With respect to the acceleration in HVS-based household growth beginning in the second quarter of 2014, there were reasons unrelated to actual trends to expect an increase. Beginning in April 2014, a new sample based on the Master Address File compiled during Census 2010 was “phased in” to the HVS estimates, with the phase in period being 16 months. To the extent that the previous (and quite dated) sample was at least partly related to the HVS’ overestimate of the gross vacancy rate (as well as the homeownership rate), one would have expected the HVS estimates beginning in the second quarter to (1) show accelerated (and above “actual” household growth; and (2) shown “surprisingly large” declines in the homeownership rate. While the phase-in of the new sample can’t explain the volatility in the HVS estimates, it probably was at least partly behind the acceleration in household estimates Note that a similar but smaller acceleration in HVS based household estimates followed the phase-in of a new sample beginning from April 2004 to July 2005.
Less easy to understand, however, is why the HVS-based household estimates showed such anemic growth last year.
As noted before, the HVS-based household estimates are “controlled” to independent housing stock estimates, and in essence assume that (1) the HVS estimates for occupancy and vacancy shares are “correct,” and (2) the housing stock estimates are correct. Other household estimates from essentially the same survey (the HVS is a supplement to the CPS) but “controlled” to independent population estimates often show decidedly different household growth estimates. These estimates in essence assume that (1) household characteristics from the CPS/ASEC are “correct,” and (2) population estimates (total and by demographic characteristics) are correct. Unfortunately, such estimates are available only with a considerable lag (and only available for March of each year), and the last estimate available is for March 2015. In addition, the “time series” for CPS/ASEC household estimates are for the most part not adjusted to reflect updated estimates for population counts (total and demographic category, such as age). As such, these time series are of limited usefulness.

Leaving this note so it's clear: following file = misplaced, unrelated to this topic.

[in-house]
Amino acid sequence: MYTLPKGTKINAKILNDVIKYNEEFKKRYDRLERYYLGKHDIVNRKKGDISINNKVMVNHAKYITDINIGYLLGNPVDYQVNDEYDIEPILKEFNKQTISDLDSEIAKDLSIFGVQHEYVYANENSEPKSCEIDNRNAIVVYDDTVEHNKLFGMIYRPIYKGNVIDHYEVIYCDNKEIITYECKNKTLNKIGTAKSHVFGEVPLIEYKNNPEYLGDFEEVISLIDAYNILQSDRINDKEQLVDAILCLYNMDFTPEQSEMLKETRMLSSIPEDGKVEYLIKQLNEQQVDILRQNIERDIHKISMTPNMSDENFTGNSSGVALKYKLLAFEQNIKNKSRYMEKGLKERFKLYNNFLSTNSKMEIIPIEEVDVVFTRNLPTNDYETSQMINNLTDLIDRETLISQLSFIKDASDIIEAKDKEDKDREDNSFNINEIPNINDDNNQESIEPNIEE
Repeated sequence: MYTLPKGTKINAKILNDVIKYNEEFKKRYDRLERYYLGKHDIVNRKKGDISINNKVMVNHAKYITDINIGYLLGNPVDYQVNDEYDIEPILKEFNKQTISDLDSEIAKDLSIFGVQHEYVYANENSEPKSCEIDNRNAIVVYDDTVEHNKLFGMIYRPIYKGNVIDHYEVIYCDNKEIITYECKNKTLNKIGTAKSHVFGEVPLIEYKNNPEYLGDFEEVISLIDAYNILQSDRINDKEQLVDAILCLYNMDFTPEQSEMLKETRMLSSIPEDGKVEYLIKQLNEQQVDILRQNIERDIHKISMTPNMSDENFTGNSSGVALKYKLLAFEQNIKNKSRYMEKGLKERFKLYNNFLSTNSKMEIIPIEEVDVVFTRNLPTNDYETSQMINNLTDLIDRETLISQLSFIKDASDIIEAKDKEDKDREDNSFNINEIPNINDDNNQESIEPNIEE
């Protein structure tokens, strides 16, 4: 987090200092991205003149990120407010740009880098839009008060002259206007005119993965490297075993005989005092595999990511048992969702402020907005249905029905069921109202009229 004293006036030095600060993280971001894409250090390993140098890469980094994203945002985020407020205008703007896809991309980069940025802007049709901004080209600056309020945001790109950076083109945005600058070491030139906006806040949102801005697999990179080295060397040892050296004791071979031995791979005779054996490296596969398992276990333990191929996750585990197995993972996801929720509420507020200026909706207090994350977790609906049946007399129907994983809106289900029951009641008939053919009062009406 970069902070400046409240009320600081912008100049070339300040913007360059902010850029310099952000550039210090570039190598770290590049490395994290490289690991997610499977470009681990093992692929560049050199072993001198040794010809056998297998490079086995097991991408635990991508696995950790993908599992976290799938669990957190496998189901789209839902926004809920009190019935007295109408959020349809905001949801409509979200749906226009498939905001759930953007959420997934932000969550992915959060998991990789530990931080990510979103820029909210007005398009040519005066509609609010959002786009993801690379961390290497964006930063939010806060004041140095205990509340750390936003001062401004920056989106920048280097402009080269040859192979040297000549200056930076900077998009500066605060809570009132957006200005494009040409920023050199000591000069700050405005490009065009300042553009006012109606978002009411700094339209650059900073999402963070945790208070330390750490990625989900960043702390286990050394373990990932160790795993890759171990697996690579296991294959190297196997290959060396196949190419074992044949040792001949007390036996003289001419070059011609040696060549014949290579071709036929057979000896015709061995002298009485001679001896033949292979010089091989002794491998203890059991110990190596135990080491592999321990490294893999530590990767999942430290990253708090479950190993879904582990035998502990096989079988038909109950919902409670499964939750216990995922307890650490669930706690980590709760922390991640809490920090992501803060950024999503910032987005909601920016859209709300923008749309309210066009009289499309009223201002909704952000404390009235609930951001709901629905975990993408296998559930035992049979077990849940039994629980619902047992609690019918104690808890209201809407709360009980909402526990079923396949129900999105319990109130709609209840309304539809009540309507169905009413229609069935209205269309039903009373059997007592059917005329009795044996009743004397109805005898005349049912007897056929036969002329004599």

Even more disconcerting is that CPS-based household estimates by various characteristics (e.g., age of householder, tenure, etc.) are not at all consistent with decennial Census results, and have not been since 2000. It appears as if the implementation of the “Computer Assisted Information Collection” in 1994 is partly behind some of the “issues” of CPS-based household and housing tenure biases since then. (I’ll have more on this issue in a later report).
ACS estimates are a somewhat better “match” to decennial Census results, but such estimates are only available annually, and with a long lag. (The latest available estimates are for 2014).
Given both the huge volatility in, as well as the at times inconsistency of HVS-based household estimates relative to other household estimates, it is not clear how one should interpret last year’s slowdown in HVS-based household estimates.
Stated another way, the “household estimates conundrum” is alive and well, and quite frankly policymakers don’t currently have any reliable timely data on US households.